Okay, I’m a bit sick of fighting ooze at the moment (see last post for more details), so I thought I’d get in and print some useful objects.
When browsing Thingiverse the other day, I saw this design for a holder for Apple earphones.
I thought that these might make ‘stocking stuffers’, and a good answer to the question ‘Well, what can you make with a 3D printer?’ that you often get asked.
Not willing to just print something out (heaven forbid), I used the opportunity to also give Slic3r a try. Slic3r is an alternative skeining program, different from Skeinforge and SFact. Unlike SFact, which basically works as a ‘plug-in’ to Pronterface, Slic3r is a stand-alone program. I’m not sure what advantages this gives, but it’s extremely fast to skein, which is probably due to running natively vs running interpreted Python code.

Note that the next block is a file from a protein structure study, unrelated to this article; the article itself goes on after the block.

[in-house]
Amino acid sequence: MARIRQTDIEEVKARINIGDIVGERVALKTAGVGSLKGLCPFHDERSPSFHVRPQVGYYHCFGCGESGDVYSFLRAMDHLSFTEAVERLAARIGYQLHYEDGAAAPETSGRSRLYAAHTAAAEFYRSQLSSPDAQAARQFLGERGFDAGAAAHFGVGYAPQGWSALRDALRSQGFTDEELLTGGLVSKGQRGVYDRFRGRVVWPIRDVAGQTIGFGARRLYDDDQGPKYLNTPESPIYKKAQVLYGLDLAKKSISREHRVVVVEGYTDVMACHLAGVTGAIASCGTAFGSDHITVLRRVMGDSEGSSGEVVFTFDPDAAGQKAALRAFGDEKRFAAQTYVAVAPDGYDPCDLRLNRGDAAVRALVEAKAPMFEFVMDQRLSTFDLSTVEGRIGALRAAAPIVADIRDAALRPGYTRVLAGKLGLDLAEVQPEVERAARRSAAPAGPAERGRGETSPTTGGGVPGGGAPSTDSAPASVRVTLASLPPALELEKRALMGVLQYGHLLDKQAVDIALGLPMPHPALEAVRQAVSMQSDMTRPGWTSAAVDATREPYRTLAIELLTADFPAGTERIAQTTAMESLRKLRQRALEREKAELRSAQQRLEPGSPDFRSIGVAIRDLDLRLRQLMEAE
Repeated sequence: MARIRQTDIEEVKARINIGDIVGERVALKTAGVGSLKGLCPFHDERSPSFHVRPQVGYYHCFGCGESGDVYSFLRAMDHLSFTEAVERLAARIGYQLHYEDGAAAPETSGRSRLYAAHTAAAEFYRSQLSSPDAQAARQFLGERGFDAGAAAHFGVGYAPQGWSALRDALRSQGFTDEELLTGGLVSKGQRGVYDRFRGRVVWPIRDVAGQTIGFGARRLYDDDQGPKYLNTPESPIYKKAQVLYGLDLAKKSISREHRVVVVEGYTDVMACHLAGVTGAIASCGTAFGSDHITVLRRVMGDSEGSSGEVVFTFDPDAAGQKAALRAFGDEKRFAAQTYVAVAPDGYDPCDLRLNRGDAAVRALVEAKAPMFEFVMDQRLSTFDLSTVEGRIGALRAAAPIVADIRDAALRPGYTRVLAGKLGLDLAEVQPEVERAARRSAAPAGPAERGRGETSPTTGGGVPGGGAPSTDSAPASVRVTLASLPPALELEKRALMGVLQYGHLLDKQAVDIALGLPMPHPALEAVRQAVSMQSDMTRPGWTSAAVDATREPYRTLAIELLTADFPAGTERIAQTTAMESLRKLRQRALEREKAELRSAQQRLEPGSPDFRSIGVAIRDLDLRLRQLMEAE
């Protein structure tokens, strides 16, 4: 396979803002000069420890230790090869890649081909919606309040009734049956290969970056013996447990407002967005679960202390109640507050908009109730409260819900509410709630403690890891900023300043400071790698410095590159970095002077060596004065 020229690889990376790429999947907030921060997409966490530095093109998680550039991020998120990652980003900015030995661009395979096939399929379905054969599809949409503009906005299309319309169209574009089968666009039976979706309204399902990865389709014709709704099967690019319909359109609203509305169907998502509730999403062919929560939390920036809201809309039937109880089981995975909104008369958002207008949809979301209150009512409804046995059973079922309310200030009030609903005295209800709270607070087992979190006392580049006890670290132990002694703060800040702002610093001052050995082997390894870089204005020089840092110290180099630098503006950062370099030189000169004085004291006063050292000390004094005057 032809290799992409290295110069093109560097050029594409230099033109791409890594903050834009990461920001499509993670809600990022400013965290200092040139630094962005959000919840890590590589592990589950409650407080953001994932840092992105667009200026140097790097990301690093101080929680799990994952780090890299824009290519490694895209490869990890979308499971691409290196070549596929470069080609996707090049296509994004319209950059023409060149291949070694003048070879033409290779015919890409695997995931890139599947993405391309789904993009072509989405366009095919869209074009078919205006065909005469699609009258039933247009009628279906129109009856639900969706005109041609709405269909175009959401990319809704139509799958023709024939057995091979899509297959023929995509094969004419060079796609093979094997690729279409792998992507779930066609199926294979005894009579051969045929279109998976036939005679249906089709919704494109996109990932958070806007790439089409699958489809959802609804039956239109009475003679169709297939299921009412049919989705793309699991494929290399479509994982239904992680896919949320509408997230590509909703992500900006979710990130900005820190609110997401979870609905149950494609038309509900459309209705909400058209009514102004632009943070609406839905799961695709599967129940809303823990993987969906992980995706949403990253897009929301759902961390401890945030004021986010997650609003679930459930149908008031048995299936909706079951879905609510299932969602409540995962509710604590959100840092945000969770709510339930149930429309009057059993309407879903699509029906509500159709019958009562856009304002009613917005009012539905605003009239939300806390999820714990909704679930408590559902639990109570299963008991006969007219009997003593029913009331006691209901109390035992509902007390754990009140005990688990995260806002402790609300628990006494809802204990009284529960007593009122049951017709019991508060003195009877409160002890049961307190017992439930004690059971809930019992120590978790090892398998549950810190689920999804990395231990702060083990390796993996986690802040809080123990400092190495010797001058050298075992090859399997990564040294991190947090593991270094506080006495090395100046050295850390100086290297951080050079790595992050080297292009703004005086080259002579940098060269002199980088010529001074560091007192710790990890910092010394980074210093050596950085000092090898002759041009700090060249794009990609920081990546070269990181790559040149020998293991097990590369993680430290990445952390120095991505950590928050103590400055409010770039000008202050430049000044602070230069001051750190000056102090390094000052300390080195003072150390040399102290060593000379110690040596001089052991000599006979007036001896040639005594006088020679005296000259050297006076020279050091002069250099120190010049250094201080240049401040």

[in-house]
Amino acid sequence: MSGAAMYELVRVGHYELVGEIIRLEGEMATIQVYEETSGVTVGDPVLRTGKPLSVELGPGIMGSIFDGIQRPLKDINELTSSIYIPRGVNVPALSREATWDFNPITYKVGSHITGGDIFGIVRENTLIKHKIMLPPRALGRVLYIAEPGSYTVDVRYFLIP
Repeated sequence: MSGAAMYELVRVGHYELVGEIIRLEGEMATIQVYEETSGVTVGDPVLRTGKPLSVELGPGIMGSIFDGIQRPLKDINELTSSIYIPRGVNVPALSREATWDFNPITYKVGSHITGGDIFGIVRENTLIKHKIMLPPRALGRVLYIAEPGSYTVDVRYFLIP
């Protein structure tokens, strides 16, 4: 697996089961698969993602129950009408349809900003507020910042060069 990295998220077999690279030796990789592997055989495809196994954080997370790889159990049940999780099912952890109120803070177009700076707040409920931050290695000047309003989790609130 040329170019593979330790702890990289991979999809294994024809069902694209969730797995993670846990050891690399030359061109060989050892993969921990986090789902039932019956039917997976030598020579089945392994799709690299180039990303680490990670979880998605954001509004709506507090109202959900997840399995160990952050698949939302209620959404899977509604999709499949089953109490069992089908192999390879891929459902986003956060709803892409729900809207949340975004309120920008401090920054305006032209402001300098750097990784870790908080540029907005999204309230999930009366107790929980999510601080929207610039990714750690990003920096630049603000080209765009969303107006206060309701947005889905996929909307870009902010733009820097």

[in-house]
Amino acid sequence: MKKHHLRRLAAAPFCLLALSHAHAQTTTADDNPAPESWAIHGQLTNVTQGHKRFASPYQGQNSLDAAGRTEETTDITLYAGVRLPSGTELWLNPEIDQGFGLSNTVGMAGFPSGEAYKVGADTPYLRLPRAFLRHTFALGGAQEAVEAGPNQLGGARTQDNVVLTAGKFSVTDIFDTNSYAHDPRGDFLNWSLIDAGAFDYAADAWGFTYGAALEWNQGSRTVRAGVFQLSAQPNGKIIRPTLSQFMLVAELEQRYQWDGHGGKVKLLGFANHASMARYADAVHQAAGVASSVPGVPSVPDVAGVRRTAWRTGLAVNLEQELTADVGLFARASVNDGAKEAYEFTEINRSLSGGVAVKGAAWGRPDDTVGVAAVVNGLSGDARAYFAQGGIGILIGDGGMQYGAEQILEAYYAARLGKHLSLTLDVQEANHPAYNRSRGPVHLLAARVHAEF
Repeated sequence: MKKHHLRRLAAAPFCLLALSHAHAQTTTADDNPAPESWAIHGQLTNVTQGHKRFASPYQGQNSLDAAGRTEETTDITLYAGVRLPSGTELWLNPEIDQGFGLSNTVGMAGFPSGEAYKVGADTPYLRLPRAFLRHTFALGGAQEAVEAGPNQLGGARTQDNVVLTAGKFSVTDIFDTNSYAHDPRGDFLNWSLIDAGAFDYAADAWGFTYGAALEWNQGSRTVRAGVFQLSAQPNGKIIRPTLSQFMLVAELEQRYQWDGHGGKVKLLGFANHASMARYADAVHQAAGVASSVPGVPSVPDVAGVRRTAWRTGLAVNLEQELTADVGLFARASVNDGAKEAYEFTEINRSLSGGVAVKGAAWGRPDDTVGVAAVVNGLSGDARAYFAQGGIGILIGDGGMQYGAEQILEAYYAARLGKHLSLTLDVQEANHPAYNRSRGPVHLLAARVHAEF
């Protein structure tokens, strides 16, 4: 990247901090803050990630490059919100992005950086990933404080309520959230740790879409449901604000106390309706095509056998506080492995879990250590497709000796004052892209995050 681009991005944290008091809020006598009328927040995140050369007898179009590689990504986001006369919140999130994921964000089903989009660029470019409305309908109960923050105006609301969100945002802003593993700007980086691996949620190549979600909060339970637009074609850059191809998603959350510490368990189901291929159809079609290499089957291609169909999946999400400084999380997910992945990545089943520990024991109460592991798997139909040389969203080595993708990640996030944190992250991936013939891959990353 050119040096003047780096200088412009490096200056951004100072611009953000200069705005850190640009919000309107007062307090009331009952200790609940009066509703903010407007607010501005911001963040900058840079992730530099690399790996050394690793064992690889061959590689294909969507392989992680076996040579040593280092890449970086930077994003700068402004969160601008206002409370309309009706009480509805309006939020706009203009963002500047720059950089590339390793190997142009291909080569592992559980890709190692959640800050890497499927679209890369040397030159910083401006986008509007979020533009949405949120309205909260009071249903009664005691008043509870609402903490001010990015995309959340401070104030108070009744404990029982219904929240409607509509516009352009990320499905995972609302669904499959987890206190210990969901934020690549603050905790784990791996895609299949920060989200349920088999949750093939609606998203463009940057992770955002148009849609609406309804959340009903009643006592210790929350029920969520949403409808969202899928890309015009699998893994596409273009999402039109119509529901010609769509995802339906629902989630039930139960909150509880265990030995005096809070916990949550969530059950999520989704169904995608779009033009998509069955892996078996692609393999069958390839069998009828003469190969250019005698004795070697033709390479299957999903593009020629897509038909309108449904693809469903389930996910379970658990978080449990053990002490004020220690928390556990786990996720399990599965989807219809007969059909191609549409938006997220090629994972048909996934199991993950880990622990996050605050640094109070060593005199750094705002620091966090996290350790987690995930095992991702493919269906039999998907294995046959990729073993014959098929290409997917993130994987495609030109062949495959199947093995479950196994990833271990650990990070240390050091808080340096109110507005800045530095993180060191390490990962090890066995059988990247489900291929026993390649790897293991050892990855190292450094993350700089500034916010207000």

One of the supposed strength’s of Slic3r is in thin layers, so I thought I’d try something a little different.
I printed up two earbud holders. One, using Slic3r, would be at 0.2mm layers, but printed at 60mm/s. The other, using SFact, would use 0.4mm layers, and print at 30mm/s. So they should have the same printing time, but each have a different area of focus.
Here’s the results.
Slic3r’s output is on the right, SFact on the left.
I’m not totally impressed with Slic3r’s results. It’s clearly missing a lot of the fine tuning which has gone into SFact. I think that the 0.2mm layer was just a bit too thin, and the walls came out a bit unevenly.
I think that it’ll definitely be worth keeping an eye on Slic3r. It’s only very new, but doing pretty well so far.
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